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Review: Emma Bull, Bone Dance

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{ Now playing: Talking Heads, Sand in the Vaseline (1)
Recent movies: China in Revolution (1 of 3)****; The Matrix Reloaded***; China in Revolution (2 of 3)****; Border***; Once Upon a Time in China****;
Recent books: II Samuel; Epistle to the Hebrews; Koch, The History of Prussia; Luther, Selected Psalms I; Iain M. Banks, Use of Weapons; Dirlik, Anarchism in the Chinese Revolution; Salisbury, Tiannamen Diary; Emma Bull, Bone Dance; Glen Cook, She Is The Darkness;

Emma Bull's Bone Dance is a decent post-fall future tale with a nicely creeping development of themes and motifs which seem at first like simply innovative flavors, adding creativity to a thrilleresque premise. Not set in friggin' New York or L.A. for a refreshing change, Bull gives the City (Minneapolis/St. Paul, I believe) its own identity in its post-apocalyptic future. Actually, post-apocalyptic is misleading; Bull's vision of a damaged North American future, after the wars of the Horsemen nuked cities of millions, is believable and nuanced, unlike most writers' visions.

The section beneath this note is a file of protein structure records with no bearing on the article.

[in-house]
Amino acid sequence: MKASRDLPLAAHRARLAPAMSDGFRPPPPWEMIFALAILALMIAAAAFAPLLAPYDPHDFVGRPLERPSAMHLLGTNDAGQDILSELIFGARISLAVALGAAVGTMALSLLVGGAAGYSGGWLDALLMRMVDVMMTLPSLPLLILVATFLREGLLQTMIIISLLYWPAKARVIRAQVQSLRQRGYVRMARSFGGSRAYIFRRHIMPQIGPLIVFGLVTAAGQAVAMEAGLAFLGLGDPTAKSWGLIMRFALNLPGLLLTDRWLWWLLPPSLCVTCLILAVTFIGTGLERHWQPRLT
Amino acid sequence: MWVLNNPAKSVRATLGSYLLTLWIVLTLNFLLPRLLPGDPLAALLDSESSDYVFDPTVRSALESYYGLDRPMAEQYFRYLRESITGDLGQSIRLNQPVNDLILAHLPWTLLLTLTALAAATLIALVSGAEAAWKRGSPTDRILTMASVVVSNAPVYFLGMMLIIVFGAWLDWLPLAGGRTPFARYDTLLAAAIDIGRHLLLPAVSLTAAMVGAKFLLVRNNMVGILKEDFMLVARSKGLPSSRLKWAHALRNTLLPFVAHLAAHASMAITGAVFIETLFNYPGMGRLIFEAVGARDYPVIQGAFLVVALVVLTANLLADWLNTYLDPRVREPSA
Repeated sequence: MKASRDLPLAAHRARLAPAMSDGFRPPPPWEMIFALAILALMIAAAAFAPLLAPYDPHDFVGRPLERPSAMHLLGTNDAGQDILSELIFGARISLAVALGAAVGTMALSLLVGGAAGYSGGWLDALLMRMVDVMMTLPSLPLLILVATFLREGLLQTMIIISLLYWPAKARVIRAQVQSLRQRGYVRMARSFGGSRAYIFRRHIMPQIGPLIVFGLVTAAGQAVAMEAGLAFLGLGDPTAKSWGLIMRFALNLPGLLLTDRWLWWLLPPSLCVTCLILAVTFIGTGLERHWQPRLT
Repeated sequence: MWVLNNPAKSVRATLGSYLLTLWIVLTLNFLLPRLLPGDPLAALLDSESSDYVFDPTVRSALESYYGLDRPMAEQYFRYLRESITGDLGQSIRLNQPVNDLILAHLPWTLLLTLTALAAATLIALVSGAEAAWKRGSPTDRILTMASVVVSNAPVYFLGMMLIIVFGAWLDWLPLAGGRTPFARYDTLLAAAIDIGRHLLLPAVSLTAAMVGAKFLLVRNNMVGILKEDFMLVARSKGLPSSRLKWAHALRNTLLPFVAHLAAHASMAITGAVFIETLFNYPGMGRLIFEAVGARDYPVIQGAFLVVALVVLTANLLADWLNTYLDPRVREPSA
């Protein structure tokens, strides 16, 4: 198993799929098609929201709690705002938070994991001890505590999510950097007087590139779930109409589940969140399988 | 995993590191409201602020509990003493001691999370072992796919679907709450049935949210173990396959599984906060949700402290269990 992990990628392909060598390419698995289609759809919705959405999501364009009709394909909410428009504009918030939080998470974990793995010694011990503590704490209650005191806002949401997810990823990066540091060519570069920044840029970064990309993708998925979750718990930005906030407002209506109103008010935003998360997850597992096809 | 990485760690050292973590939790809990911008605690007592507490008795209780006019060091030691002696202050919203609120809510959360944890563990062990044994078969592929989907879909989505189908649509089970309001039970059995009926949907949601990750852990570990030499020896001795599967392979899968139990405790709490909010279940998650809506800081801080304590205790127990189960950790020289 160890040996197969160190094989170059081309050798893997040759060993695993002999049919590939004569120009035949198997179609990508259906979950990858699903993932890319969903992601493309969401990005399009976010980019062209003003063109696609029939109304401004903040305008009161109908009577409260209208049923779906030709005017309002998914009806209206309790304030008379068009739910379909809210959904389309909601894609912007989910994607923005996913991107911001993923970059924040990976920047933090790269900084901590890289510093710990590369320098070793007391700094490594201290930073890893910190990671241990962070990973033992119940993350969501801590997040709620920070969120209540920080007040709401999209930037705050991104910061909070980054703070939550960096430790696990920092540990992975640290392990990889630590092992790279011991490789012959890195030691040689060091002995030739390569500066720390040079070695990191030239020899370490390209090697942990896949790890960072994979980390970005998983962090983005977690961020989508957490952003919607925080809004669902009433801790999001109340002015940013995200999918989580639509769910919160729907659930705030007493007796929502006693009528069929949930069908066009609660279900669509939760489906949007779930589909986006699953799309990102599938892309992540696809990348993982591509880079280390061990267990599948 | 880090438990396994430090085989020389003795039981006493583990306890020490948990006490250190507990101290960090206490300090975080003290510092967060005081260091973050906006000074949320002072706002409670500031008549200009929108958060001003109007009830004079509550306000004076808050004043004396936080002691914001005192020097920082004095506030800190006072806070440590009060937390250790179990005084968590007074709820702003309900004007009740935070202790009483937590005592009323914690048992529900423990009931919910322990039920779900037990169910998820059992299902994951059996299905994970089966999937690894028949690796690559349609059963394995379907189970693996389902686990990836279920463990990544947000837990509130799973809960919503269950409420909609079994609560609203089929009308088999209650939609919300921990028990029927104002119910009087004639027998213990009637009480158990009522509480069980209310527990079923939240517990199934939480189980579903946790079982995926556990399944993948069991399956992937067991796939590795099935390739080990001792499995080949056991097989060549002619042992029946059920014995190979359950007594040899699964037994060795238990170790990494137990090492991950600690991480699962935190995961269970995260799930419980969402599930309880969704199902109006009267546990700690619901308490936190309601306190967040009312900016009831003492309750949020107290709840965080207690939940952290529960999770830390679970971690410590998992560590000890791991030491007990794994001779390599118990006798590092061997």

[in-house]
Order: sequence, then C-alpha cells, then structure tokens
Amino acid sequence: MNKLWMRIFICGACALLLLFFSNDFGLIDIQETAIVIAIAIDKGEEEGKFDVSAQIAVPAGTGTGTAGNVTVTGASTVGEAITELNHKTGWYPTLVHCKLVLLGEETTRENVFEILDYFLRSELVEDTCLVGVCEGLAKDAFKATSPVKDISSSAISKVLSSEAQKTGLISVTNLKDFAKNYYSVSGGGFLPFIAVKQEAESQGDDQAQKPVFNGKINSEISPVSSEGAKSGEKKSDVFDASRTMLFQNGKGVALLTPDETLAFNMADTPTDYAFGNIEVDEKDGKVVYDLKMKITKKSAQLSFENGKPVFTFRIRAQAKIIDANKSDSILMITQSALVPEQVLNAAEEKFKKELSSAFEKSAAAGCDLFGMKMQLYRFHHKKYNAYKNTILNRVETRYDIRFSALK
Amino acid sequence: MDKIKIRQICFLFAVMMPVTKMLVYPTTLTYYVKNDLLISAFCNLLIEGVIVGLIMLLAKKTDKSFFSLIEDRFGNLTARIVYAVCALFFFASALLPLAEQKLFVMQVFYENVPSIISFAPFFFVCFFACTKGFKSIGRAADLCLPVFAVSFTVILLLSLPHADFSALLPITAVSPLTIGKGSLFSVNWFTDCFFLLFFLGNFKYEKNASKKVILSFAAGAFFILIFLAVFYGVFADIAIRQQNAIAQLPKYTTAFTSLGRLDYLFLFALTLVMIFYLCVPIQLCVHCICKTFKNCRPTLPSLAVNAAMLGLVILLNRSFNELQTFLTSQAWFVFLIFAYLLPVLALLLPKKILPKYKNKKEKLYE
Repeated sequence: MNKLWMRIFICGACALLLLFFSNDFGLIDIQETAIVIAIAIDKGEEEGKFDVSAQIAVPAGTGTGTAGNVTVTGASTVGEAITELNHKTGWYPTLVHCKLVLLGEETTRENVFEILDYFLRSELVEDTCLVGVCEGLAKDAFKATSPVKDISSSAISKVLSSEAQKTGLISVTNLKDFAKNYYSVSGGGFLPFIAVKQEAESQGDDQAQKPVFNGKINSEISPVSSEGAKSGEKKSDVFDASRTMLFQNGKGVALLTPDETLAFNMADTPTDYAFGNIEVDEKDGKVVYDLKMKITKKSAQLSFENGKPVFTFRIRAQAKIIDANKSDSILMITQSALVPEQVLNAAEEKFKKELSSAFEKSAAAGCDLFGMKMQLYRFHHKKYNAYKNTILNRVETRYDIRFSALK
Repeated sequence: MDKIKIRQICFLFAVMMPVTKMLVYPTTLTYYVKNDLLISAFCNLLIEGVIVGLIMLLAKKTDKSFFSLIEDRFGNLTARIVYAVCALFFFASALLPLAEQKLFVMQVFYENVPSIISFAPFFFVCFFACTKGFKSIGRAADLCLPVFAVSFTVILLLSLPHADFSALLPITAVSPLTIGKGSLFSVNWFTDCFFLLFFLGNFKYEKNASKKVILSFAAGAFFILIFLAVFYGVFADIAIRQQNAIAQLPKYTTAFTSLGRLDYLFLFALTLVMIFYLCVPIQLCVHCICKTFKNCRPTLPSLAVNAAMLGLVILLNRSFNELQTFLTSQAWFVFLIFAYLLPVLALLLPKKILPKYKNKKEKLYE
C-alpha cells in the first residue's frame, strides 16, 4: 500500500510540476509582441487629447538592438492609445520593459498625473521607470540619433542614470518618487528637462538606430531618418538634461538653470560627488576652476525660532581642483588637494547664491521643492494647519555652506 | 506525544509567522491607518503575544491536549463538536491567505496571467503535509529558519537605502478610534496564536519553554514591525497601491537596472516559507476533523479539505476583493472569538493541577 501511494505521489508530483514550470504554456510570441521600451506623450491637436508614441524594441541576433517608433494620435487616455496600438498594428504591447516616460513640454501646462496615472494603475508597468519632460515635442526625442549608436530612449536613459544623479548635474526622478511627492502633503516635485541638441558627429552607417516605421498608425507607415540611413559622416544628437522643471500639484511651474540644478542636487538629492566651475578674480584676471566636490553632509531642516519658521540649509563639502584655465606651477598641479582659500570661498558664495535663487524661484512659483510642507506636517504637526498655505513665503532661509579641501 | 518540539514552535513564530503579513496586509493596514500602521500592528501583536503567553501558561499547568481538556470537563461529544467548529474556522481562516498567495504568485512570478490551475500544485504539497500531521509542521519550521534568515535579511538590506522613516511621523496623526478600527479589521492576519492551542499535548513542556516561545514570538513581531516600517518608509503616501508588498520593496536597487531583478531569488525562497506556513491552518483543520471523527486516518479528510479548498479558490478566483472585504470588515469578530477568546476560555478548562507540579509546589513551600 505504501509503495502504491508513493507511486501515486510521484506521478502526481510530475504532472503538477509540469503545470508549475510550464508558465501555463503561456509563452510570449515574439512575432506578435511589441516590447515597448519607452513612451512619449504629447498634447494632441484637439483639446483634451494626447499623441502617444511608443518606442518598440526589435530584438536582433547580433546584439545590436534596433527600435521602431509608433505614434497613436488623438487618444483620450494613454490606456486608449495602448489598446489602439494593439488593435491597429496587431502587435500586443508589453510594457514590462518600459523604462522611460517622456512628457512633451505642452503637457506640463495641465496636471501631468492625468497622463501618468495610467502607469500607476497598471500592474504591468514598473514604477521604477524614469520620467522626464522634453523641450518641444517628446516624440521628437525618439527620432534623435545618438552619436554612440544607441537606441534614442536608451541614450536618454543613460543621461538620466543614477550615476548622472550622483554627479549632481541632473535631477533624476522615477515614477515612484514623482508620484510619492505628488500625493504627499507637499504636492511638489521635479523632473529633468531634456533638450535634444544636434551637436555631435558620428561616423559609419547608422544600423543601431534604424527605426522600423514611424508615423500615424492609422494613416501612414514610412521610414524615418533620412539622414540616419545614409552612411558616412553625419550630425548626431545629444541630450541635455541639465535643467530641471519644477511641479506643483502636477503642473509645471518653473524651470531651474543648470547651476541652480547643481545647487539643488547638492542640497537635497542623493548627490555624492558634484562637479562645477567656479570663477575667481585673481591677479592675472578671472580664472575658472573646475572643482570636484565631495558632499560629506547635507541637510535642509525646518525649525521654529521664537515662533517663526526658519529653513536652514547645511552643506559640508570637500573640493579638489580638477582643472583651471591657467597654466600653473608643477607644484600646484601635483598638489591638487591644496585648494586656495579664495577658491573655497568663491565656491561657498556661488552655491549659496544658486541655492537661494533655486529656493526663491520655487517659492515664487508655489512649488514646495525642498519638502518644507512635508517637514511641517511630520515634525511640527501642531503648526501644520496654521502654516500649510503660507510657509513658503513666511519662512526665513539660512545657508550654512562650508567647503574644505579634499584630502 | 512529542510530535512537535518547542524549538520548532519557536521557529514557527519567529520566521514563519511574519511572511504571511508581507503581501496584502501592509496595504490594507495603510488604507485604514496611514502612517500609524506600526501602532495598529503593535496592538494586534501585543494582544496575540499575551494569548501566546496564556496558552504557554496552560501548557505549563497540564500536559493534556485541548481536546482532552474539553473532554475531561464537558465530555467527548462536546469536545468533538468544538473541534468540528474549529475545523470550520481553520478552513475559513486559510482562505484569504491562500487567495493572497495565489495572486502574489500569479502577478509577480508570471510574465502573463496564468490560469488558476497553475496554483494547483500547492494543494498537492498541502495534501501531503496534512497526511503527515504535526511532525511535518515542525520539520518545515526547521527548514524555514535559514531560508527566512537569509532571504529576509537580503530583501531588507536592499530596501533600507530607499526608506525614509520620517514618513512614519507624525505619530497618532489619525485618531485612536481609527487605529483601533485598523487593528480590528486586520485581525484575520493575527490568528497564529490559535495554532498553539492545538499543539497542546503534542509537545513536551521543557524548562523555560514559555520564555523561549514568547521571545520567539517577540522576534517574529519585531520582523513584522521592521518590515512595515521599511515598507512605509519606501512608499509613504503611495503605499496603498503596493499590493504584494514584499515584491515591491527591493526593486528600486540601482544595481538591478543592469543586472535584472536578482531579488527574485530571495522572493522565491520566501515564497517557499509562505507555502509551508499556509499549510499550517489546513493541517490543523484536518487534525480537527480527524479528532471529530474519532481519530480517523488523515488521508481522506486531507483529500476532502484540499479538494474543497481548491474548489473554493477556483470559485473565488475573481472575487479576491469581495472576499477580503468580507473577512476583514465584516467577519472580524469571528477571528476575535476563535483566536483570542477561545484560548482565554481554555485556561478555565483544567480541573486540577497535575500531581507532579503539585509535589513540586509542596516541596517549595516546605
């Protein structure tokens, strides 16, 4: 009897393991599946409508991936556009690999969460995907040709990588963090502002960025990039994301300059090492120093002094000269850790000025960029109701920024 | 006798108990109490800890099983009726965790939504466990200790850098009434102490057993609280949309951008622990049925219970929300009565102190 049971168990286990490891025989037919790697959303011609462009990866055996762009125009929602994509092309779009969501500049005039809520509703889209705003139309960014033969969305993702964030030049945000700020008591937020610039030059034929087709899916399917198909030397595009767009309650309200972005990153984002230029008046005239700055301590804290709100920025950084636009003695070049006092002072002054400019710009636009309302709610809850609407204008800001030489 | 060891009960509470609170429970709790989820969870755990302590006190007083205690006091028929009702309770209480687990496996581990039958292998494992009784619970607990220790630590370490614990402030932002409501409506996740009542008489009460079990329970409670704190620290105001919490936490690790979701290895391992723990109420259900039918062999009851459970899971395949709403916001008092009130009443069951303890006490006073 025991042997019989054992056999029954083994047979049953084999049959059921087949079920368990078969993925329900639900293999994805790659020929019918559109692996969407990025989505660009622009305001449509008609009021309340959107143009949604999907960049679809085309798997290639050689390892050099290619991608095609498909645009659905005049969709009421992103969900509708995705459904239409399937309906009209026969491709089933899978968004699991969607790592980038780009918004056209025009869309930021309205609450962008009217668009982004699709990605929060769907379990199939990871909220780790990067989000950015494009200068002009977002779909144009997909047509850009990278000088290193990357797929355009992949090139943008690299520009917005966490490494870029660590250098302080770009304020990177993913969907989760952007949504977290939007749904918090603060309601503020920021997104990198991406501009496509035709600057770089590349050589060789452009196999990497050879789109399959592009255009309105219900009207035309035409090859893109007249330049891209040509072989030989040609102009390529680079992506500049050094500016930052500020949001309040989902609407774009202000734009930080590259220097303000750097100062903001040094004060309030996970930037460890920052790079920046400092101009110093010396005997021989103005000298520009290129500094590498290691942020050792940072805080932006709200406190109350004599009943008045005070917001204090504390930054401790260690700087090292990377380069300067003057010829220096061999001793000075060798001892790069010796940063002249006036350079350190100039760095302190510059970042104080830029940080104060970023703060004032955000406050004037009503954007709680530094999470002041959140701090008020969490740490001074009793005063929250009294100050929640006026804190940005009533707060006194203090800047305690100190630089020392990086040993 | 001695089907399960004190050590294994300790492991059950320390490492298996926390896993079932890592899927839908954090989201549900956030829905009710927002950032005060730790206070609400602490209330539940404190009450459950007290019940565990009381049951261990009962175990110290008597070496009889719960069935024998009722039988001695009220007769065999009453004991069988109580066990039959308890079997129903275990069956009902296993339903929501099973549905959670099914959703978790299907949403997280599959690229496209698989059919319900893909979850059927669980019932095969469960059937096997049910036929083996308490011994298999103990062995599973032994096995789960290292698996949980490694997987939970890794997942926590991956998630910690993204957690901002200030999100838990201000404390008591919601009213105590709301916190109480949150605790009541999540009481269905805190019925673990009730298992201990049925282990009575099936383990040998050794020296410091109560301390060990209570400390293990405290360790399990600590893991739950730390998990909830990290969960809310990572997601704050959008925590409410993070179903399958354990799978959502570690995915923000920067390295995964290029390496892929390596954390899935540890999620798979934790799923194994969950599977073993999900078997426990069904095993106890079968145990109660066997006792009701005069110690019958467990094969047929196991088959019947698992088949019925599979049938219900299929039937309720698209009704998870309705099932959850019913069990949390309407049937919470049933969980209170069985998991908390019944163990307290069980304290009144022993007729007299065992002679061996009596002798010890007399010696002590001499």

Protagonist Sparrow gives first-person narration for Bone Dance, which opens with Sparrow at work -- selling a precious copy of Singin' in the Rain on video for two hundred gold coins (which bear the buyer's likeness, in fact). Structured around tarot, and flavored by film references, the novel follows several plot arcs in which Sparrow negotiates the claims of the Deal, the streets of the Night Fair, and the twists of fate. Subtitled "A Fantasy for Technophiles", Bone Dance is a good read that blends fantastic with speculative. In addition to surprising with making what is apparently ornamental integral to the story, Bull fails to follow cliche, choosing instead to complete her own tale.

A good read, and definitely a strong, rich prose, Bone Dance only suffers from a lack of clarity and definition in its ending (which I refuse to spoiler). A kick in the editor's shins for not sending it back for rewrites until the author's vision was clearly visible to the reader on first read-through. It's not a bad ending, though, and it's to a good book, which makes it worthwhile; readers of fantasy and sci-fi looking for a different angle on the genres should borrow Bull's Bone Dance if it's in the cards.

Emma Bull, Bone Dance (Ace, 1991) ISBN 0-441-57457-2

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